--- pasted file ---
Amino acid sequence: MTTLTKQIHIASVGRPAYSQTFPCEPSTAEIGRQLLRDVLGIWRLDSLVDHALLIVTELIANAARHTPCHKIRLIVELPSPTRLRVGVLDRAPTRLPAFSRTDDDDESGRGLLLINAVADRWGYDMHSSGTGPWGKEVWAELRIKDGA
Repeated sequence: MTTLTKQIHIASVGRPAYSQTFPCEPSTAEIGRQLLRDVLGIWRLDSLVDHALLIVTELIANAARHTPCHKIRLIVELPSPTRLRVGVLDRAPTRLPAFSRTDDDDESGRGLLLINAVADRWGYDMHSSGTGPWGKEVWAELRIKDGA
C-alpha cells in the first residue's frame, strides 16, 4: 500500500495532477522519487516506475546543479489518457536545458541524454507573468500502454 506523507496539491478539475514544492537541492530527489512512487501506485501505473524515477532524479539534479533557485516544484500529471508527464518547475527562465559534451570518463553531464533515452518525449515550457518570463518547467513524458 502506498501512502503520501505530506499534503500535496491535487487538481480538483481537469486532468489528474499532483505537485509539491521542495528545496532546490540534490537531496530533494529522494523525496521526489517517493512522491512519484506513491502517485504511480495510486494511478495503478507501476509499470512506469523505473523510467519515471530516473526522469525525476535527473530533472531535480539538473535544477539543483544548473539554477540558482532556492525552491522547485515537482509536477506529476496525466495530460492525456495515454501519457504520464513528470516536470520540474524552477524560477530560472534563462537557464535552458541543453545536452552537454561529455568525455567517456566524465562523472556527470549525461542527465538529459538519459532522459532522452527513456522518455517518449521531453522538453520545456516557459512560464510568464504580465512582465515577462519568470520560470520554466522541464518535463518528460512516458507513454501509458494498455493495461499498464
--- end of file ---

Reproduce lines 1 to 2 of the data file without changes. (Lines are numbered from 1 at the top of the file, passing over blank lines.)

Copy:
Amino acid sequence: MTTLTKQIHIASVGRPAYSQTFPCEPSTAEIGRQLLRDVLGIWRLDSLVDHALLIVTELIANAARHTPCHKIRLIVELPSPTRLRVGVLDRAPTRLPAFSRTDDDDESGRGLLLINAVADRWGYDMHSSGTGPWGKEVWAELRIKDGA
Repeated sequence: MTTLTKQIHIASVGRPAYSQTFPCEPSTAEIGRQLLRDVLGIWRLDSLVDHALLIVTELIANAARHTPCHKIRLIVELPSPTRLRVGVLDRAPTRLPAFSRTDDDDESGRGLLLINAVADRWGYDMHSSGTGPWGKEVWAELRIKDGA